No Way to Run a Railroad

The PATCO so-called “speedline” light rail between Philadelphia and some of its Camden County suburbs has the worst fare technology I have ever seen. Whoever proposed, approved, and implemented it should be thrown in the pillory for the next few decades. If there is an Iraq of transit technology, this is it.

The system revolves around “first generation” magnetic cards — the entire back is magnetized. In theory, one inserts the card in a reader at the station of entry, which returns it, having marked the station’s identification. Then, at the station of exit, one msut again insert the card in a reader, which verifies that the card has sufficient value to pay for the fare between those two stations.

Perhaps this reminds you of the D.C. Metro or the San Francisco BART. The resemblance is pursely cosmetic. Those systems, as cruddy as they were through the 1980s and 1990s, are much more modern than the PATCO. For one, in case of error, the PATCO-approved procedure is to signal “call for aid” on the electronic turnstile. This is an actual light that lights up, not a display panel or even a set of LEDs, to give you an idea of the era we are talking about. A bunch of other numbers also then light up to tell you what’s wrong: I once had Defects numbers 1, 2, 4, and 6 all start glowing red at once.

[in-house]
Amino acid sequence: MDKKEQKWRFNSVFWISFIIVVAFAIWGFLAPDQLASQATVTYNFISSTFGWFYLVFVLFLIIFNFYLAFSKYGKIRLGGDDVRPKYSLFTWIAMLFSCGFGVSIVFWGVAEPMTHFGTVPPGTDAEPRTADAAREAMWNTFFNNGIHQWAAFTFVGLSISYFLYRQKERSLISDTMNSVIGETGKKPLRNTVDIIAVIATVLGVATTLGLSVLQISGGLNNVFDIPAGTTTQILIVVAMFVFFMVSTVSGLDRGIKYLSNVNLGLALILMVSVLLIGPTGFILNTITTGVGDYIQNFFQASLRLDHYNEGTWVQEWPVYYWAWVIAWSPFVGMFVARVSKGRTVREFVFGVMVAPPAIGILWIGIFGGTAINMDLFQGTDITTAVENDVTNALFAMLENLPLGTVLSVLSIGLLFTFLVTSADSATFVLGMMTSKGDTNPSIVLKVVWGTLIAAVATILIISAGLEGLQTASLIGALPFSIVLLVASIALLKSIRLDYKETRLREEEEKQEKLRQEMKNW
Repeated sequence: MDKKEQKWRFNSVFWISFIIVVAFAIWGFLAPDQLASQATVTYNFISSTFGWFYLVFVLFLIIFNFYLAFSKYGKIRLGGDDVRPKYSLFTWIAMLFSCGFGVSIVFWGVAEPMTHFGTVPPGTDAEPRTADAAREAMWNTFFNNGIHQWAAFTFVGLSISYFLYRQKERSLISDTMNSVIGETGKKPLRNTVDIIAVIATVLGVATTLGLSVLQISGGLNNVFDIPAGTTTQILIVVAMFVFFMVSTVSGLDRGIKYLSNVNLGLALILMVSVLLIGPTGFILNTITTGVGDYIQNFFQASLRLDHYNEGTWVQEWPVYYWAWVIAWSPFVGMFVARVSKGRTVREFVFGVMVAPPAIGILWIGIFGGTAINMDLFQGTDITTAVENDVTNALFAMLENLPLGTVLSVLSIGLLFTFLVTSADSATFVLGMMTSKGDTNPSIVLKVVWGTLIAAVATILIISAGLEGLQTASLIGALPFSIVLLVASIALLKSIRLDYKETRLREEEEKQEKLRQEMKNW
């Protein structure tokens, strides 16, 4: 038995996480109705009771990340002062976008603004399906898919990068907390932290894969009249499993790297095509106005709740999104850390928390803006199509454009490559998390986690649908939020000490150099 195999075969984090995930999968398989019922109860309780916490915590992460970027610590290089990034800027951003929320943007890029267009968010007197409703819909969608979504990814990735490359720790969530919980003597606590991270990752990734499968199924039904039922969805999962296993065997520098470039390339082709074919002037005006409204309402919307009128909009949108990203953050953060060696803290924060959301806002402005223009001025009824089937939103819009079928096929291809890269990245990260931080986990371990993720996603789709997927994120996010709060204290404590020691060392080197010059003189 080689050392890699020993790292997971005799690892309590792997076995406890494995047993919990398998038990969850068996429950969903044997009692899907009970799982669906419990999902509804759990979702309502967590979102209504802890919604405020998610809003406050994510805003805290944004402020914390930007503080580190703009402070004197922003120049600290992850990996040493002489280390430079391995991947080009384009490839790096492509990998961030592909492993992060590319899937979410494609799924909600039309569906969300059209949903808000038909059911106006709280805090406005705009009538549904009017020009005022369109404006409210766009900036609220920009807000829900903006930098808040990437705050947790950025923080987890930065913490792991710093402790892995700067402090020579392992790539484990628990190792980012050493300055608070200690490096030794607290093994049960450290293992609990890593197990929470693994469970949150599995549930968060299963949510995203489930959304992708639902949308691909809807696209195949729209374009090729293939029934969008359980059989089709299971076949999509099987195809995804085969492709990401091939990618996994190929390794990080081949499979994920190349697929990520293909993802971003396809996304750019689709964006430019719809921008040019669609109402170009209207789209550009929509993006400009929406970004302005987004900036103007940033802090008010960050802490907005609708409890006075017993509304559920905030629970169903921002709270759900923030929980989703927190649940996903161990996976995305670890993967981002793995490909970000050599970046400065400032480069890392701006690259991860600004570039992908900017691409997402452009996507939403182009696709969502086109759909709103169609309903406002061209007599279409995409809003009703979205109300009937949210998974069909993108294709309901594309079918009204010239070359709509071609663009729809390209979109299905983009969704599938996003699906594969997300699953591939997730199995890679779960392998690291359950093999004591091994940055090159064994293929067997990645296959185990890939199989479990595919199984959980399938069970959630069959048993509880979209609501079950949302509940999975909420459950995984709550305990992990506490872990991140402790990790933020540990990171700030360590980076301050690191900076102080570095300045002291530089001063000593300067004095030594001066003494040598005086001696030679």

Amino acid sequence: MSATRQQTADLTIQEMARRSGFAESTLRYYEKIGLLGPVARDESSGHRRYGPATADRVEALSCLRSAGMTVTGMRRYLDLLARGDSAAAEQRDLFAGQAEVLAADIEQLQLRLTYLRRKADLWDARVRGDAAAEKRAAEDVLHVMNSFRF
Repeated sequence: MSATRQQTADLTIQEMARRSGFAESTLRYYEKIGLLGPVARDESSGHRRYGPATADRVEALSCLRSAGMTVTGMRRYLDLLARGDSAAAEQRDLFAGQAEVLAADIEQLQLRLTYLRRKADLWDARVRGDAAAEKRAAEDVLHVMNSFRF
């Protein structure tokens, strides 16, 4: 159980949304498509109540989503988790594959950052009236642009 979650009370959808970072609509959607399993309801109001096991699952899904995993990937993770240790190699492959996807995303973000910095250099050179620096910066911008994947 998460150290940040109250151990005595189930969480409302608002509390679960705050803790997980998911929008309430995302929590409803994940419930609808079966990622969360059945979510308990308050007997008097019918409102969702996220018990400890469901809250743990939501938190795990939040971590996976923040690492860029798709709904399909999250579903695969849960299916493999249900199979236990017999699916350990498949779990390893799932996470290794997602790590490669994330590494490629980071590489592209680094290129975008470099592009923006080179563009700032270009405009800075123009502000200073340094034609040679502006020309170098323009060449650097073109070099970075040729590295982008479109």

Armed with this information, you’re then supposed to proceed to an (almost unmarked) phone, dial “0,” and report the problem to the operator who picks up after half a dozen rings. (During rush hour, they appear to have police officers stationed at the major stations to explain this procedure to the mystified.) The operator then asks for your name and has you drop the no-good ticket in a lock box, the idea being that you ring him or her up again at your destination to be waved through the exit turnstile. Of course, this conversation is incredibly staticky, and you wind up needing the operator to repeat most of what she says, anyway.

Have you noticed that this whole awful fallback game of Telephone so deeply embedded in their system that the turnstile is hardwired with the magic phrase “call for aid?” What. A. Laugh. Riot. And, of course, since this is first generation magnetic card tech, the whole “call for aid” dance isn’t exactly an infrequent occurrence.

And I haven’t even gotten to the vending machines. They don’t take credit cards. In fact, they don’t even take bills. It’s coins only, and let me tell you, coins only is a fun policy when you’re trying to make $2.45 even. They are nice enough to provide change machines. Mmmm, mmmm. I love carrying around a pocketful of Sacajaweas.

Any sane system designer, faced with creating a fare system for a single-line light rail “network” that takes less than half an hour to ride from end to end, would have said “tokens” and moved on to more pressing matters, like picking out train cars that didn’t suck and to selecting a better color scheme for them than earth-tone greens. But apparently the siren song of charging more to cross the river was just too irresistible.

I think PATCO is aware that something has gone horribly wrong with their fare-collection technology. Unfortunately, they show no sign of having learned anything from their past mistakes. They’re rolling out something called “Freedom” which will be a smartcard-based System of the Future. But only half-heartedly, since they’ll still have magnetic cards for occasional riders who can’t be trusted with full-fledged full-on full-frontal smartcards.